Thursday, August 26, 2010

Mt Bartle Frere, Qld, Australia

2010 August: Climb Mt Bartle Frere - Qld, Australia

At 1622 meters, Mt Bartle Frere is Queensland's highest mountain. Best time to climb it is during the dry season which is winter. Even then the mountain is often shrouded in clouds. We are lucky, the day Ricky and I climb it, the weather is mostly sunny.

This is a truly great peak on the Australian continent. On the north, there is nothing higher until New Guinea. On the west you have to cross the Indian Ocean to find a higher peak in Madagascar in Africa. On the east is the Pacific Ocean. On the south, there is nothing higher until you reach the Brindabella Ranges in ACT.

Some information on how to climb it...

Route:
We take the more popular eastern approach. The trail head is at Josephine Falls carpark near a small town called Miriwinni on the Bruce Highway .

There is a western approach from the Atherton Tableland. But the hiking distance is longer and the trail is not so well defined. It is possible to start from one side of the mountain and descend the other. But the logistics of arranging transport at both ends is not easy because of the large distance involved.

Book:
Tyrone Thomas' book (the bible for Australian hikers) has a good description on how to climb Bartle Frere. The book has a long title: "50 Walks in North Queensland World Heritage Wet Tropics and Great Barrier Reef"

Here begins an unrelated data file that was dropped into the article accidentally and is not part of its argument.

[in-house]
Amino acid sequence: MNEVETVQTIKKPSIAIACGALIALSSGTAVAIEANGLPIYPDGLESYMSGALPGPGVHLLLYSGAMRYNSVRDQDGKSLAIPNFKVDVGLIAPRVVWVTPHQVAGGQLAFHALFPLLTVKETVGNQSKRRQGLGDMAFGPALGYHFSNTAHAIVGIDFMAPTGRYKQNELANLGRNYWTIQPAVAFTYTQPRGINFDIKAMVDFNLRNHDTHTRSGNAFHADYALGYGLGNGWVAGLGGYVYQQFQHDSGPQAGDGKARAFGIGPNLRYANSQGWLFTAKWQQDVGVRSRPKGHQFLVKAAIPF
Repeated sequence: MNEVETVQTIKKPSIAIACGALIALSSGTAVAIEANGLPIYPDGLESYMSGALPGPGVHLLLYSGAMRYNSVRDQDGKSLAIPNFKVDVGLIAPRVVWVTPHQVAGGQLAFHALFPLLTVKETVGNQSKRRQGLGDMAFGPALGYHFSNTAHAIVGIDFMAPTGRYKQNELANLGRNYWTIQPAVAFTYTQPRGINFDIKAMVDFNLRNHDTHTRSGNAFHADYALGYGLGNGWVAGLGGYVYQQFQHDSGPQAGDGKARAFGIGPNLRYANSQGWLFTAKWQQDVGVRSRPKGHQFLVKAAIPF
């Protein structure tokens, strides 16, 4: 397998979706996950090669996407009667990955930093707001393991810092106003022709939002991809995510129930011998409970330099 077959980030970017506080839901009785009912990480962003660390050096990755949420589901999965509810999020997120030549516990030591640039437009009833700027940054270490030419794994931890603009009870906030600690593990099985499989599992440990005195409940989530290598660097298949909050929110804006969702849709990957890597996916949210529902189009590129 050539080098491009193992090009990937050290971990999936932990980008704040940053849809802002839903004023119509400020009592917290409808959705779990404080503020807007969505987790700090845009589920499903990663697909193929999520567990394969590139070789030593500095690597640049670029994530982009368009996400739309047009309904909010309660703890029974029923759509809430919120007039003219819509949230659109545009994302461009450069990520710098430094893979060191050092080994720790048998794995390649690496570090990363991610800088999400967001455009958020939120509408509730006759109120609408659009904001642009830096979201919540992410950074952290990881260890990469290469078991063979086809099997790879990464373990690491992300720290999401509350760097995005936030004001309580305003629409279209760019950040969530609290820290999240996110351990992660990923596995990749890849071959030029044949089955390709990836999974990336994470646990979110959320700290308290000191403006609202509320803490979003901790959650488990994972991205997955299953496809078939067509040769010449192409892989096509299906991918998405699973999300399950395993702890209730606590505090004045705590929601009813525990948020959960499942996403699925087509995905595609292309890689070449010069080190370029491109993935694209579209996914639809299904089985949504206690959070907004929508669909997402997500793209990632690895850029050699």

Map:
The 1:50,000 Topographic Survey map is "Bartle Frere, Sheet 8063-2". But this map is not much use as the track is not marked on the map. More useful is the "Bartle Frere Trail" map issued by the Queensland Government. Do a Google search and you should be able to find it on the internet without much difficulties. But actually, you don't need a map. The track, though narrow and at some parts over grown with vegetation, is not hard to follow. At many places there are red triangle markers nailed to trees or rocks to guide you. Keep an eye out and you shouldn't get lost.

To get there:
On the Bruce Highway, about 2 km south of the small town Miriwinni, there is a large sign pointing to Josephine Falls. Turn into it. (If you are coming from Miriwinni, it is turning right into a country road.) Keep following the "Josephine Falls" sign and you will come to a carpark. This is the start of the trail to both Bartle Frere and Josephine Falls. The country road to the carpark is good. It is paved all the way.

If you are driving from Cairns, it takes about an hour to reach this carpark.

Hiking distance:
It is 7.5 km to the summit. Return trip is 15 km.

Hiking time:
Day trip ... and don't be fooled by the 1622-meter elevation. It doesn't seem high, but then you are climbing from almost sea level height. In his book, Tyrone Thomas said the return trip would take about 10 hours with minimal breaks and a short rest at the top.

We did it in 8 hours 45 minutes

Water:
It is a long hike. Even in winter, the weather is warm and humid in this part of the world and you lost a lot of water through perspiration during the climb. Hence it is recommended you carry 3.5 liters of water (if you don't intend to drink from the creeks).